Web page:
Newell’s corporate-level strategy was reasonably dynamic relative to the environment. While it maintained a strict focus on certain goals, the corporate strategy was also modified to include new ideas that would ensure sustainable growth. This can be seen from the case where Newell’s growth strategy was expanded to include the international market, widening their acquisition target field to include companies based overseas. This was due to the fact that Newell’s target market, retailers like Walmart, was expanding into foreign markets. In 1989, corporate management recognized the importance of internal growth within the respective divisions instead of simply focusing on each division generating higher levels of profit, and the growth of the company being driven by acquisitions. They reflected this change in attitude by changing the corporate bonus structure to encourage executives to pursue internal growth in addition to its existing goals.
Newell’s corporate-level strategy was effective for many years as can be seen from the fact that it had higher returns to investors compared to the S&P 500. This was due to a number of factors such as maintaining internal consistency, efficient use of resources and keeping corporate strategy dynamic relative to the changing environment. Businesses acquired were in synergy and this was beneficial to individual businesses in ensuring less wastage and improved levels of service and efficacy. In addition, businesses were also able to take advantage of Newell’s economies of scale and economies of scope. However, despite its positive financial returns, as financial returns are indicative of past policies being effective, it would not be symptomatic of future success. Newell’s strict enforcement of focus on key product lines without allowing for more innovative expansion of those product lines could lead to much slower levels of growth after initial operational synergies were realized. This would in turn be detrimental in maintaining its competitive advantage in the long run.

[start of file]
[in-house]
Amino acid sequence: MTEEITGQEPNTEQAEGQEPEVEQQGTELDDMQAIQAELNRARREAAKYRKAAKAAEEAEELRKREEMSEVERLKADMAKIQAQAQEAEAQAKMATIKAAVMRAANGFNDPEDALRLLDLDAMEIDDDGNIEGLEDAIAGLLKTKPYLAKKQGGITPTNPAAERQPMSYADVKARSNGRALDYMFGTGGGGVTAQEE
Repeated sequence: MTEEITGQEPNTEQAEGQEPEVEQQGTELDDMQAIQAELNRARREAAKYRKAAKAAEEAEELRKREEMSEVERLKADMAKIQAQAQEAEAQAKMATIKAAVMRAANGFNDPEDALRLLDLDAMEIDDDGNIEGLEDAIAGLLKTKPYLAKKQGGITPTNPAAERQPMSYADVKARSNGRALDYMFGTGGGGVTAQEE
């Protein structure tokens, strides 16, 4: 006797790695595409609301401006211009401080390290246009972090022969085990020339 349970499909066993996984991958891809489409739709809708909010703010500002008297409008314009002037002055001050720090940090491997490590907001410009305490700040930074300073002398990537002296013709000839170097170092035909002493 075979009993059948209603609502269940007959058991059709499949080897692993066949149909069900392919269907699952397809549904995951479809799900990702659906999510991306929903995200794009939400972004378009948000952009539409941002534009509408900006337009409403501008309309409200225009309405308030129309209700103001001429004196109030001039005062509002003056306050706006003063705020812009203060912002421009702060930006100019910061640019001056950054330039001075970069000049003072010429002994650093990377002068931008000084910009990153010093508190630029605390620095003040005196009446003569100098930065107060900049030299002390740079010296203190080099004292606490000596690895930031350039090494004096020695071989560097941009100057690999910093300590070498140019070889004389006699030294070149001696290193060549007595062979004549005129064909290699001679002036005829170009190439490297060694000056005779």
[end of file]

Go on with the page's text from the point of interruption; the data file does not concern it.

4. While the acquisition of Calphalon could pose some problems in the integration process, it was aligned to Newell’s overall corporate strategy and would be beneficial to Newell in the long run if Calphalon was incorporated without eroding its premium product offering. Calphalon’s acquisition was beneficial to Newell in two ways. It allowed Newell to branch out into new markets that had not reached saturation without cannibalizing its existing product lines. While Newell focused on mass market retailers such as Walmart and Home Depot, Calphalon’s products were sold to high end retailers such as Williams Sonoma and Macy’s. Calphalon’s product offering and strong brand recognition would enable Newell to reach out to the premium market and diversify its product portfolio further. At the same time, Newell’s strong focus on customer relationships and Calphalon’s attitude of building partnerships with its retailers are similar and would ease its assimilation into the firm.